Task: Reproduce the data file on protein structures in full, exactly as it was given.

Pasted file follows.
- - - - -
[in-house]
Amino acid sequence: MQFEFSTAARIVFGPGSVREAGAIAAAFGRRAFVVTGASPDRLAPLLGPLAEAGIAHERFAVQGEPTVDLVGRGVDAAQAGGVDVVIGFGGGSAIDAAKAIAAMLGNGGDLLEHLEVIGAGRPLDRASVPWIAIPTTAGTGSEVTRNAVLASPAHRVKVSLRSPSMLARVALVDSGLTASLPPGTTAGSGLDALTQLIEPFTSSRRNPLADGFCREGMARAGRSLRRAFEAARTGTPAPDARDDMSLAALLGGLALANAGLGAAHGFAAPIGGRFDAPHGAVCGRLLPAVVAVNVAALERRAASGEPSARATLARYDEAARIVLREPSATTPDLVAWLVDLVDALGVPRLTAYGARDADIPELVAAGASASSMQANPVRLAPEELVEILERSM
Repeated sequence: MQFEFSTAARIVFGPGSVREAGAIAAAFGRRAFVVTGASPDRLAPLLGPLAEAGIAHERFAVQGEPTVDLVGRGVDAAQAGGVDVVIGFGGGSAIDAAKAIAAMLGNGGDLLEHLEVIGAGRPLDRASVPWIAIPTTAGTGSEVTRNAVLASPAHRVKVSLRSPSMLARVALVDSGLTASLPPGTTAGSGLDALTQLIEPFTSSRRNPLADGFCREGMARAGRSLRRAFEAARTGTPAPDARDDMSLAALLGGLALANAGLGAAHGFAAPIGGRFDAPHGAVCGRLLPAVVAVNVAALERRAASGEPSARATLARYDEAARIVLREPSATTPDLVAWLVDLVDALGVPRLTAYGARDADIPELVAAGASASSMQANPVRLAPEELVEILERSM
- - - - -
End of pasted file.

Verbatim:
[in-house]
Amino acid sequence: MQFEFSTAARIVFGPGSVREAGAIAAAFGRRAFVVTGASPDRLAPLLGPLAEAGIAHERFAVQGEPTVDLVGRGVDAAQAGGVDVVIGFGGGSAIDAAKAIAAMLGNGGDLLEHLEVIGAGRPLDRASVPWIAIPTTAGTGSEVTRNAVLASPAHRVKVSLRSPSMLARVALVDSGLTASLPPGTTAGSGLDALTQLIEPFTSSRRNPLADGFCREGMARAGRSLRRAFEAARTGTPAPDARDDMSLAALLGGLALANAGLGAAHGFAAPIGGRFDAPHGAVCGRLLPAVVAVNVAALERRAASGEPSARATLARYDEAARIVLREPSATTPDLVAWLVDLVDALGVPRLTAYGARDADIPELVAAGASASSMQANPVRLAPEELVEILERSM
Repeated sequence: MQFEFSTAARIVFGPGSVREAGAIAAAFGRRAFVVTGASPDRLAPLLGPLAEAGIAHERFAVQGEPTVDLVGRGVDAAQAGGVDVVIGFGGGSAIDAAKAIAAMLGNGGDLLEHLEVIGAGRPLDRASVPWIAIPTTAGTGSEVTRNAVLASPAHRVKVSLRSPSMLARVALVDSGLTASLPPGTTAGSGLDALTQLIEPFTSSRRNPLADGFCREGMARAGRSLRRAFEAARTGTPAPDARDDMSLAALLGGLALANAGLGAAHGFAAPIGGRFDAPHGAVCGRLLPAVVAVNVAALERRAASGEPSARATLARYDEAARIVLREPSATTPDLVAWLVDLVDALGVPRLTAYGARDADIPELVAAGASASSMQANPVRLAPEELVEILERSM